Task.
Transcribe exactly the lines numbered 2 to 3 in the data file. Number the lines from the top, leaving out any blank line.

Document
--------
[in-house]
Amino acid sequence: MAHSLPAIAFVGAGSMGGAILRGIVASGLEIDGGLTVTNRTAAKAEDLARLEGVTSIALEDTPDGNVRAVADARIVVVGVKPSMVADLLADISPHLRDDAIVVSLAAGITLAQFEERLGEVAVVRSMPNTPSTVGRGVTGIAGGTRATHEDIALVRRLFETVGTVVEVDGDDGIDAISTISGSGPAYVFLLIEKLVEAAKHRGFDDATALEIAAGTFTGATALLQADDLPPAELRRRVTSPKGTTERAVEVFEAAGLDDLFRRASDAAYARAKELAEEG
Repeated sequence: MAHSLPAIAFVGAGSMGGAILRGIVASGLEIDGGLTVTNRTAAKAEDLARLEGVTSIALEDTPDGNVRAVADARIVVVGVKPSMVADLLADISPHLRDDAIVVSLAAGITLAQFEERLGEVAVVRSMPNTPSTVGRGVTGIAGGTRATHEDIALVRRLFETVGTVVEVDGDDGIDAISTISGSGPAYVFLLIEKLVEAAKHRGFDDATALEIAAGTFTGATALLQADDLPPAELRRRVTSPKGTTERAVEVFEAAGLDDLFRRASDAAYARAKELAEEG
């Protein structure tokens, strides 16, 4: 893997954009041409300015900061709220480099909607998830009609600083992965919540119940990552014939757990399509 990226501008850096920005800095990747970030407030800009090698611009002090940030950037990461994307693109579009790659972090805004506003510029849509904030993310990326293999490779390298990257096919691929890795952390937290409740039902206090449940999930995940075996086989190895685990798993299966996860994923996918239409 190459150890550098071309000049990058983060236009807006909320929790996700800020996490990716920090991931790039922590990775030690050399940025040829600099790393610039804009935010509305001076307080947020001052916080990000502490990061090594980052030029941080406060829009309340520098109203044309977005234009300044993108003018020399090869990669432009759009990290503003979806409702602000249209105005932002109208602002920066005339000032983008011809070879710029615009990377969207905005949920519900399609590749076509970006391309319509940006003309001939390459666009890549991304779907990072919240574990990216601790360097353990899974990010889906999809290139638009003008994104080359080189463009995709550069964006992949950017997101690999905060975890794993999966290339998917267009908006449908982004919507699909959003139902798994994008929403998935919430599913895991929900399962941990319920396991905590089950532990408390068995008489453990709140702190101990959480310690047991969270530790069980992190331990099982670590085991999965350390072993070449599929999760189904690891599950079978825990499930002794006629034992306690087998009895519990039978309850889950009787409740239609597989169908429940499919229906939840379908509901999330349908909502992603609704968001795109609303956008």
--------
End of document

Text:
Amino acid sequence: MAHSLPAIAFVGAGSMGGAILRGIVASGLEIDGGLTVTNRTAAKAEDLARLEGVTSIALEDTPDGNVRAVADARIVVVGVKPSMVADLLADISPHLRDDAIVVSLAAGITLAQFEERLGEVAVVRSMPNTPSTVGRGVTGIAGGTRATHEDIALVRRLFETVGTVVEVDGDDGIDAISTISGSGPAYVFLLIEKLVEAAKHRGFDDATALEIAAGTFTGATALLQADDLPPAELRRRVTSPKGTTERAVEVFEAAGLDDLFRRASDAAYARAKELAEEG
Repeated sequence: MAHSLPAIAFVGAGSMGGAILRGIVASGLEIDGGLTVTNRTAAKAEDLARLEGVTSIALEDTPDGNVRAVADARIVVVGVKPSMVADLLADISPHLRDDAIVVSLAAGITLAQFEERLGEVAVVRSMPNTPSTVGRGVTGIAGGTRATHEDIALVRRLFETVGTVVEVDGDDGIDAISTISGSGPAYVFLLIEKLVEAAKHRGFDDATALEIAAGTFTGATALLQADDLPPAELRRRVTSPKGTTERAVEVFEAAGLDDLFRRASDAAYARAKELAEEG